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McCoy: Voters will consider 2 constitutional amendments on the November ballot

By CHAD MCCOY
50th District State Representative

Monday, Oct. 5, 2020 — This year’s election is unlike any in our history. Instead of marching into our usual local polling place, many of us are voting in different locations and in different ways. Some of you may have already requested and received your absentee ballot, or you plan to vote in-person before election day. I also expect a significant number of people will choose to vote on Election Day.

REP. CHAD MCCOY

Although how we cast our ballot and who we vote for will vary, every Kentucky voter will have an opportunity to vote on two constitutional amendments. The legislature approved both in the 2020 legislative session, sending them to voters for consideration. Now you will have the opportunity to approve or reject these proposed changes to our state constitution. The constitution was adopted in 1891, so you can imagine that several amendments have been adopted since then. These two proposals will be listed on the ballot exactly as they would appear in the constitution if they are accepted. This means transparency – but it also means that both are lengthy and can be confusing. I thought I would offer a summary of the changes they put forward.

CONSTITUTIONAL AMENDMENT NO. 1: The first proposed amendment is commonly referred to as Marsy’s Law. If passed, this constitutional amendment would add a bill of rights for crime victims. These rights would be duplicative of the statutory rights already granted to crime victims and would include the right to be notified, present, and heard at court proceedings. Crime victims already have these rights by law, but this amendment would create constitutional guarantees that crime victims are treated with fairness and respect and provide the right to full and timely restitution. If voters approve the amendment again, crime victims would receive a notification when the accused is released.

If Marsy’s Law sounds familiar, it should because it was on the ballot in 2018. It is part of a national movement honoring the life of a young woman who was stalked and killed by an ex-boyfriend. While this is a noble cause, I have voted against this bill twice. As it stands now, crime victims already enjoy theses privileges.

My fear is that once you grant a constitutional right, you must be prepared to grant a constitutional remedy. What will we do, for example, if a person has served their time and is ready to be released but we can’t find the victim to give notice? Both people have a constitutional right in play, one to be released, and one to be notified – in my opinion this problem far outweighs any benefit from changing the constitution. Similarly, if a victim says they don’t understand these new rights, are we going to grant them a lawyer to make sure their rights are not infringed? These type of questions, knowing that a victim already has the law on their side, make me vote against this amendment.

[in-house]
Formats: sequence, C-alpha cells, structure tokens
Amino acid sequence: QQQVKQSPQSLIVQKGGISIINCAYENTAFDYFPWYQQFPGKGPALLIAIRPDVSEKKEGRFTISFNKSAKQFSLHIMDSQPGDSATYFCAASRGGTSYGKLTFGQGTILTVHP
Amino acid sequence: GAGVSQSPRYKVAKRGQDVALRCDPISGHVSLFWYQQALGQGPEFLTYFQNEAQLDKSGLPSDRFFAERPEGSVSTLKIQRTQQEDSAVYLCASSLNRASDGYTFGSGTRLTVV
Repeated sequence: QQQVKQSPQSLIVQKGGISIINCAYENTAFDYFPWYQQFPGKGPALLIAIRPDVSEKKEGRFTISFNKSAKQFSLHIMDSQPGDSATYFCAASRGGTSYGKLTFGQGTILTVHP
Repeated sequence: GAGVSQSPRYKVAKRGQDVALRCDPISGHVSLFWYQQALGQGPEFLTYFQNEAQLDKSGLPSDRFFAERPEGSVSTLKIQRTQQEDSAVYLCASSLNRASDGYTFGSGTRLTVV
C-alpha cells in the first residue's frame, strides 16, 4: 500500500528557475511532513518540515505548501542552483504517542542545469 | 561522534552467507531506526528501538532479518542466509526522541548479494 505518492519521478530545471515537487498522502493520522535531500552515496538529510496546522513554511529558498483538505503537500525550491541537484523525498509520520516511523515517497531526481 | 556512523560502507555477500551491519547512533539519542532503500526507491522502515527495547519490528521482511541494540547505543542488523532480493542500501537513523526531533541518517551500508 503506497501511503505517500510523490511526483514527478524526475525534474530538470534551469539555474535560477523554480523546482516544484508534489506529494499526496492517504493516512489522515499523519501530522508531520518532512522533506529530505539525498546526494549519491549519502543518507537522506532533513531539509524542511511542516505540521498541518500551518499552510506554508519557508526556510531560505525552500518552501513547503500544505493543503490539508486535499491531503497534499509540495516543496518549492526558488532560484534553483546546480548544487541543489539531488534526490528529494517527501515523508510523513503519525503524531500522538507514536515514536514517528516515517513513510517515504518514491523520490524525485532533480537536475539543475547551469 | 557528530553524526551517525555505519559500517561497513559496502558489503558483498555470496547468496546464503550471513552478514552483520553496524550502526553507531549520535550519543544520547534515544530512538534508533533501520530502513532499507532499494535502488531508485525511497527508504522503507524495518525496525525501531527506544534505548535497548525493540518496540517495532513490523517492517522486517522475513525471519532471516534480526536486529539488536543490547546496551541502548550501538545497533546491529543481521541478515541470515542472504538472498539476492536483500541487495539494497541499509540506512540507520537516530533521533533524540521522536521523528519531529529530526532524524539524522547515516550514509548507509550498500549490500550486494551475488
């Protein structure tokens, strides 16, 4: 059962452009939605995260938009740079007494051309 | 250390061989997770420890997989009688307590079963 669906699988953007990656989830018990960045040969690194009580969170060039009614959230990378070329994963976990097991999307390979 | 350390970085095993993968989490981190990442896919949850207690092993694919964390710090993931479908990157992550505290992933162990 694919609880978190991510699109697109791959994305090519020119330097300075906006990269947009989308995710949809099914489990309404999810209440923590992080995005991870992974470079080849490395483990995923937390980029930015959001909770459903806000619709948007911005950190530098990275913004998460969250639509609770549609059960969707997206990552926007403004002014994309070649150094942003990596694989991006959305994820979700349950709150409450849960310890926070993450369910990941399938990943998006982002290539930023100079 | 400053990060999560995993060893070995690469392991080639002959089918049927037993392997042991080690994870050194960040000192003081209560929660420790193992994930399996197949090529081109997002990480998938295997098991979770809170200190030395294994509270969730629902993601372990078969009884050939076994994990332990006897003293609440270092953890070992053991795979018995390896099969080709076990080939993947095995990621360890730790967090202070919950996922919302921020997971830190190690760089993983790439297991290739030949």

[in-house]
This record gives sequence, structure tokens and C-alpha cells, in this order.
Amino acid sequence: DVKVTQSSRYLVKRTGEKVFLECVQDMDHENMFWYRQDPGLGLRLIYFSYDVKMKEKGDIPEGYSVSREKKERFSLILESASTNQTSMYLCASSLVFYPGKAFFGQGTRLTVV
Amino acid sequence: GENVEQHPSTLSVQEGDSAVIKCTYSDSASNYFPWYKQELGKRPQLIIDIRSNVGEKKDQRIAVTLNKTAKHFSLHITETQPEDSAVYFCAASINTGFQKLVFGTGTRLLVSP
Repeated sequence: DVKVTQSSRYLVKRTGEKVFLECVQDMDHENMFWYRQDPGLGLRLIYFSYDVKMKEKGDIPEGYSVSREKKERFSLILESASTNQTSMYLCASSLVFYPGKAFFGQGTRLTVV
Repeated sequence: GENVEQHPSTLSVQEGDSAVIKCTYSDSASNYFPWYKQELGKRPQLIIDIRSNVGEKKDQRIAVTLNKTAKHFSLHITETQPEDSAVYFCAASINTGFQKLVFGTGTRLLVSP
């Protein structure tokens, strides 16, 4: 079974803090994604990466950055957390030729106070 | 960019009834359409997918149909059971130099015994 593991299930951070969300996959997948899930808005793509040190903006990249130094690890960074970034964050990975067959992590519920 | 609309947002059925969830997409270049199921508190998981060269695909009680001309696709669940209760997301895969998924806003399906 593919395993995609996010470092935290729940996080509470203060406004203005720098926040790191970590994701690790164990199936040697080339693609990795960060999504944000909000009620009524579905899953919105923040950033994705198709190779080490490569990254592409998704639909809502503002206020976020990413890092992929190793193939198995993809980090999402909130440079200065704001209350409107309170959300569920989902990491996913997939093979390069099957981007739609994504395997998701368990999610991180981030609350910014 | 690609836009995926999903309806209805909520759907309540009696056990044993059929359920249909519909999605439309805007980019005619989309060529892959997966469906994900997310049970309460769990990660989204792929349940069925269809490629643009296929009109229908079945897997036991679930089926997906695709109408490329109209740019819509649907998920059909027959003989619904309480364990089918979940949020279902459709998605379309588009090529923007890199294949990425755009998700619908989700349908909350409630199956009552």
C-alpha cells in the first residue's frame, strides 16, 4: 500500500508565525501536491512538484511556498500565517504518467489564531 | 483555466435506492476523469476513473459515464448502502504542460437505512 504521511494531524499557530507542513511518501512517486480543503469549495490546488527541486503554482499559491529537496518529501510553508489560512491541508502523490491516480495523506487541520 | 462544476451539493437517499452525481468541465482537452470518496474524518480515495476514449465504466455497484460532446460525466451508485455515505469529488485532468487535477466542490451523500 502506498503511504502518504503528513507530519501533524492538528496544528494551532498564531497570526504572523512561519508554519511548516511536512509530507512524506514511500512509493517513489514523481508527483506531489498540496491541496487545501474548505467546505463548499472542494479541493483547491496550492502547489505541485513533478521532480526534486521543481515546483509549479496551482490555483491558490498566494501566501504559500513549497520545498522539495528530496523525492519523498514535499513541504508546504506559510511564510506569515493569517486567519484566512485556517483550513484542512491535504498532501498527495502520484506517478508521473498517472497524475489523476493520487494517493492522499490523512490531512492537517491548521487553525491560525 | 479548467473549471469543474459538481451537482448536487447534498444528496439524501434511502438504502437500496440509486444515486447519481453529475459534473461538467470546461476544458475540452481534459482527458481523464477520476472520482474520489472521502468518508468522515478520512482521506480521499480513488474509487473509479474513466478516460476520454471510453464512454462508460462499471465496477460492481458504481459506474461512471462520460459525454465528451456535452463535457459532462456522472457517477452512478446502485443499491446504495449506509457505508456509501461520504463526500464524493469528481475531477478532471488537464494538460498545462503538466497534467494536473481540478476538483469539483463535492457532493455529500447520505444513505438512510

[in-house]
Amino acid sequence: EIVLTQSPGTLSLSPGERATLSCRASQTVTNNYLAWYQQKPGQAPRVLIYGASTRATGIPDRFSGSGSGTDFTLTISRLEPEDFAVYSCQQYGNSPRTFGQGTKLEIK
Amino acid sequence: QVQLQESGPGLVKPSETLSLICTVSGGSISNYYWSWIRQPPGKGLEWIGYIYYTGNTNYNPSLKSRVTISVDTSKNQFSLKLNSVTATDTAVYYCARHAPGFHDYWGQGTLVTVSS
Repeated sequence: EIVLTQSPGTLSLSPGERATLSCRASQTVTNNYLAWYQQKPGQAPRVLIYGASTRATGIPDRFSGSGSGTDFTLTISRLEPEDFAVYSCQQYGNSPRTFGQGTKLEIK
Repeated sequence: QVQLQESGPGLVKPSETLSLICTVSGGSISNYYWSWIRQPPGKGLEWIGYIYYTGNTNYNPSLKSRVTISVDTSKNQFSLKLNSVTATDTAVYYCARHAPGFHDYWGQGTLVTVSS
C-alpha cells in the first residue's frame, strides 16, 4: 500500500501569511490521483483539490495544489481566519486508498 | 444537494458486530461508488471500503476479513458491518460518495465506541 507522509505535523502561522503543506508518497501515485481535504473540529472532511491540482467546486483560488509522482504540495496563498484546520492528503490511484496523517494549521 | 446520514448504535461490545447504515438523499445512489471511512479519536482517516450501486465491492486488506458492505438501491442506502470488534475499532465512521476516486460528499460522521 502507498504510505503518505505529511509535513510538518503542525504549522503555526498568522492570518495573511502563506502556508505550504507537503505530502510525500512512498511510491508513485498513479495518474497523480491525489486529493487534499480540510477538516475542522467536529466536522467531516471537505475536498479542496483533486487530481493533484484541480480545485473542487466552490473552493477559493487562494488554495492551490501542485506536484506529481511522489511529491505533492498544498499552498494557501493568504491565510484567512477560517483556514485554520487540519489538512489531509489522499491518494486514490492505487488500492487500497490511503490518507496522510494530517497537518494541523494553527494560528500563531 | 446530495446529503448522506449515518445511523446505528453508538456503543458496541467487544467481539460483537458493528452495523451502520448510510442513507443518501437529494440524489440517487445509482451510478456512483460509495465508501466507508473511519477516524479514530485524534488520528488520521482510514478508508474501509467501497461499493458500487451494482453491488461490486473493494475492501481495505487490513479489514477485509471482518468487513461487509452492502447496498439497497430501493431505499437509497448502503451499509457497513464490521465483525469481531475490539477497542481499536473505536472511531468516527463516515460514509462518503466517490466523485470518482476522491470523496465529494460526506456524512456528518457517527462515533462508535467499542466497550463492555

CONSTITUTIONAL AMENDMENT NO. 2: The second constitutional amendment on the ballot deals with term limits for specific offices in the judiciary branch. This constitutional amendment would increase the terms of commonwealth’s attorneys from six years to eight years starting in 2030. It would increase the terms of district judges from four years to eight years beginning in 2022. This amendment is meant to help with judicial redistricting next year to reduce unequal caseloads in districts.

In addition to the term length changes, the constitutional amendment also raises experience requirements for district court candidates. Currently, attorneys are only required to have their law license for two years before they can run for district judge. District judges handle a broad scope of issues, and it is important that folks have confidence that these officials have the experience, skills, and qualifications necessary to make the best decisions. While attending law school and passing the bar exam are measures of preparedness, only practicing law for two years simply may not provide the understanding and experience necessary to determine how the law must be applied.

Any change to the Kentucky constitution will affect generations of Kentuckians. I would encourage everyone to take these votes just as seriously as one for an official seeking public office. Do independent research and read the amendment thoroughly. Be an informed voter and a part of the process. Vote based on your morals, values, and beliefs.

I am always available to discuss any issue of importance to you. I can be reached through the toll-free message line at 1-800-372-7181, and you can contact me via e-mail at Chad.McCoy@lrc.ky.gov. You can also keep track of committee meetings and potential legislation through the Kentucky legislature’s website at legislature.ky.gov.

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